Doing Business With U.S. Access Board
General info<@VM>The CIO file: Susan Little
- By Evamarie C. Socha
- Sep 27, 2004
U.S. Access Board
1331 F St. NW, Suite 1000
Washington, DC 20004-1111
Emil Frankel, assistant secretary for transportation policy, Transportation DepartmentEmployees:
About 30What it does:
The U.S. Access Board is an independent agency committed to accessibility for the disabled. It was founded to ensure all disabled persons have access to federally funded facilities, but in the 30 years since its inception, the board's mission has expanded to be a clearinghouse of information on accessible design and technology ? these are the people who brought you the Section 508 standards. By issuing guidelines and standards, the board ensures access to the buildings, transit systems, telecommunications and electronic and information technology as required by several laws, including the Americans with Disabilities Act.
Accessibility specialist, computer support and chief information officerTook the job:
Latham, N.Y.Home now:
Travel, music, oil painting, fine art Family:
Husband, Lex; two daughters, Saskia and Kyleigh. Also a Golden Retriever and a catCurrently reading:
"The Dante Club" by Matthew Pearl Alma mater:
Undergraduate degree from Rutgers University;
master's degree from the University of Virginia WT: Given what the agency does, are your technology needs different or unique from an agency's typical tech needs?
Little: We fit the typical needs in technology that most agencies have. Our daily operational focus relates to e-mail, Internet access, VPN access for teleworking. We do have a focus on Section 508 with regard to assistive technology; because our technology is in this office, we want to make sure it's accessible to people regardless of their disabilities. Our standard is very high; we want to exceed the minimums if at all possible.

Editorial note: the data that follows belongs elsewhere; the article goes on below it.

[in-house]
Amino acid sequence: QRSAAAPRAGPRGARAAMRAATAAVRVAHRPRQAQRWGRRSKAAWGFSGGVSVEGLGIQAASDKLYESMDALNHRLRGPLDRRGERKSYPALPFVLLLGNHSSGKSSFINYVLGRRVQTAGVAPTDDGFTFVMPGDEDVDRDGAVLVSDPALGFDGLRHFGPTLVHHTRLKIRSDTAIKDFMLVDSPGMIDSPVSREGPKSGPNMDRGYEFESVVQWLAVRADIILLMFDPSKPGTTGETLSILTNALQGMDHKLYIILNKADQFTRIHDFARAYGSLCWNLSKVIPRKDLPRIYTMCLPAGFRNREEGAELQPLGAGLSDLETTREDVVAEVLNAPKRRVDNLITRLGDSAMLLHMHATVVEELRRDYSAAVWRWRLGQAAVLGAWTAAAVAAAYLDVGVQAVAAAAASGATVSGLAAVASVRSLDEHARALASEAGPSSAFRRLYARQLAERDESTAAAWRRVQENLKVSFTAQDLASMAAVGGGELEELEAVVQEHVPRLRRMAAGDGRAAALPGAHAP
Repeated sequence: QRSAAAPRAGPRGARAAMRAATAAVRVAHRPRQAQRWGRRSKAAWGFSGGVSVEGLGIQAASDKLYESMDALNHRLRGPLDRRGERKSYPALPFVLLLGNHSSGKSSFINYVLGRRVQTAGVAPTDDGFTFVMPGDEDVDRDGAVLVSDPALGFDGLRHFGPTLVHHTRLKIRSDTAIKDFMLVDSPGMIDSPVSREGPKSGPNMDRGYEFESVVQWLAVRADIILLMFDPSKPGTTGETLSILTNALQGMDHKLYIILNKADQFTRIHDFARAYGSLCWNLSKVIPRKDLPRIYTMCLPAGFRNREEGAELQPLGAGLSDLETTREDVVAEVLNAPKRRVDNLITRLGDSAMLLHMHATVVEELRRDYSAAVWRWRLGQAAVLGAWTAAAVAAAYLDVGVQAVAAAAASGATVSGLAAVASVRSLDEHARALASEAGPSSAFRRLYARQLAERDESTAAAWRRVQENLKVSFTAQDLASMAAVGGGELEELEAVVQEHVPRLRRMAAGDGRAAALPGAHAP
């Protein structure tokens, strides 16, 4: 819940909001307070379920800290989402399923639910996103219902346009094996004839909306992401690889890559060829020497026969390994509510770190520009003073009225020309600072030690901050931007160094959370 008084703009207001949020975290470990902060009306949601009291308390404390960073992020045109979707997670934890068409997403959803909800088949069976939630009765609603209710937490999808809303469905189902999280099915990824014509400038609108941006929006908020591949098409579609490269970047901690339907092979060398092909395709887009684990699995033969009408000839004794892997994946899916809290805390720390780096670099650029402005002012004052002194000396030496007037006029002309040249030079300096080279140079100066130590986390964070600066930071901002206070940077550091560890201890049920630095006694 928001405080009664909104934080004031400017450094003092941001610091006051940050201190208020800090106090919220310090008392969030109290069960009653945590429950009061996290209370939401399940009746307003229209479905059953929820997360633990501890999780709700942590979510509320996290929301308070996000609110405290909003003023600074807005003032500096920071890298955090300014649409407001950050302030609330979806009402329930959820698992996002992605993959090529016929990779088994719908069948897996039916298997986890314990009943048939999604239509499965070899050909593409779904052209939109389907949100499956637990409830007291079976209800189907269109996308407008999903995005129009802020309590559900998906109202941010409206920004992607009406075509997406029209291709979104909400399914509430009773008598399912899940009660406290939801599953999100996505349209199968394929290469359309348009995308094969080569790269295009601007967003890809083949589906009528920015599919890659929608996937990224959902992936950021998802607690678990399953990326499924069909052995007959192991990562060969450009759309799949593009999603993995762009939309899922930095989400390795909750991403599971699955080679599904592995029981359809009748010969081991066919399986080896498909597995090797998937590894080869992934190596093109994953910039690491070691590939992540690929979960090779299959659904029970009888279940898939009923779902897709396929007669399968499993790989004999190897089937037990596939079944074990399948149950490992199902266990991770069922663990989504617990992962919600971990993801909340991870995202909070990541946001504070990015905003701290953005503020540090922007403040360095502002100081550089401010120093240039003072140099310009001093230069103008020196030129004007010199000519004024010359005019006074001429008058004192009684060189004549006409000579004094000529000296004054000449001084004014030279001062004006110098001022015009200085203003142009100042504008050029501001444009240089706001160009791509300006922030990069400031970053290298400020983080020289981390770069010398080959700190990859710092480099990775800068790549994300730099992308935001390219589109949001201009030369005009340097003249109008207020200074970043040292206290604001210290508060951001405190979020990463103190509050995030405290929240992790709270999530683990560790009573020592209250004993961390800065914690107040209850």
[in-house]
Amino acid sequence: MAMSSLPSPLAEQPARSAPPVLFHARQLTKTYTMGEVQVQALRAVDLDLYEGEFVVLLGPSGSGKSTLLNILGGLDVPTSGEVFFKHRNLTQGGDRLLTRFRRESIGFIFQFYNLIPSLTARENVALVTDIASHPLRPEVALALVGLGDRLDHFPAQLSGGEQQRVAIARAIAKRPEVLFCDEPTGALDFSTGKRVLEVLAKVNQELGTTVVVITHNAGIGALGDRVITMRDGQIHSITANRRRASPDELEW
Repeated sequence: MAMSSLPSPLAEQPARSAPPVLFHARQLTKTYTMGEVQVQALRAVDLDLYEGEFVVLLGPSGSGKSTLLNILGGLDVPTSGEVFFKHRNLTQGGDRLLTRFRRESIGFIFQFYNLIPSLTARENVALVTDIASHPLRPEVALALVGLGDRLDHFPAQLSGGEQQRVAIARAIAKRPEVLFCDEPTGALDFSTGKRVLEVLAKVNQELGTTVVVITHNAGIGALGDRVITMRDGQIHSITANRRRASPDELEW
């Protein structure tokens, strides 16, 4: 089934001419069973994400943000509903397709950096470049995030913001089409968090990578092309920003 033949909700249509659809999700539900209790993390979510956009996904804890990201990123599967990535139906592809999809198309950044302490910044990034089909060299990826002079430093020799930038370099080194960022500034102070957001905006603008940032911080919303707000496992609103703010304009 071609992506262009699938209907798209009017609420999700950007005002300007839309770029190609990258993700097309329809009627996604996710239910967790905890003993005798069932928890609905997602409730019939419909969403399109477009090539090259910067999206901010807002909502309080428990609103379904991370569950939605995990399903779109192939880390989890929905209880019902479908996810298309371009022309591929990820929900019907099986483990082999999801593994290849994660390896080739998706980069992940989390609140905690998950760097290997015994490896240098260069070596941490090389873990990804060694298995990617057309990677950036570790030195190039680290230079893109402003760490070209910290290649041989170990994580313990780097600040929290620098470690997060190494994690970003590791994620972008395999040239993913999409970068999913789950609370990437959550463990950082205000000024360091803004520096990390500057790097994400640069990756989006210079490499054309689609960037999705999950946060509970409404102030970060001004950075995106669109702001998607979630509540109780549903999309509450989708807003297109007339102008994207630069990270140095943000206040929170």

We have a seat management contract with L-3 Communications. We outsource our hardware and software technology needs through that contract and use it for all our computer and telephone system services.WT: How has outsourcing been working for you?
Little: Our relationship with L-3 has been over five years, and it's worked well for our needs. We are a small agency, and with that seat management contract, we've been able to enhance our technology needs. We are redesigning our Web site through that contract. We also have enhanced activities with our telephone system. We're adding unified messaging software where we would be able to retrieve and play any kind of voice or wav files through [Microsoft] Outlook. And also to refresh our hardware and software every three years, which is something the staff love. WT: How has technology made the agency's mission easier?
Little: Our Web site, we really feel is a very effective way to distribute information to the public, because the customers can download, especially our publications and our accessibility guidelines and standards. We have online training. The Web site gets many, many hits; I think it's 37 million hits since 1998, and we've got 4.6 million user sessions; so that is a way for us to maximize our customer service. Again, because our documents are in html text and .PDF, our Web site is fully accessible to people regardless of their disabilities.
We know specifically that between 1999 and 2002, any kind of information packets we would have distributed before, which include publications and print material, declined by 50 percent. Even distributing our guidelines, we went from more than 3,000 copies in 1999 to 1,300 copies in 2002. During that same time, our user sessions on our Web site increased sixfold, from about 200,000 in 1999 to about 1.2 million in 2002.
It's great for us in terms of providing customer service, but it really shows us that our print materials are being requested less frequently than before, and our customers are making extensive use of our site to view the information they need. WT: What do you look for in companies with which you are thinking of doing business?
Little: I would say primarily a good understanding of Section 508. And then in terms of applying that, having people with a good flexibility in terms of how they view troubleshooting and network issues. WT: Do most contractors have a good understanding of Section 508?
Little: I think they seem to have a good idea what the standard says. And in terms of the application of the standard, there is probably a range of experience with that.WT: A year from now, where do you see the agency's technology?
Little: Based on the seat management contract, every three years we refresh our hardware and software, and in 2005 we'll have that refresh. We're looking at enhanced capabilities of the technology we have from the actual desktops. Probably also a continued focus on Section 508 and any kind of assistive technology that would be available to enhance our capabilities on our network and our Web site. Also the unified messaging software will be in place, that will connect our voice mail and computer systems, so we will be able to retrieve those voice and .wav files in [Microsoft] Outlook. It's up and coming, and we're all waiting for it.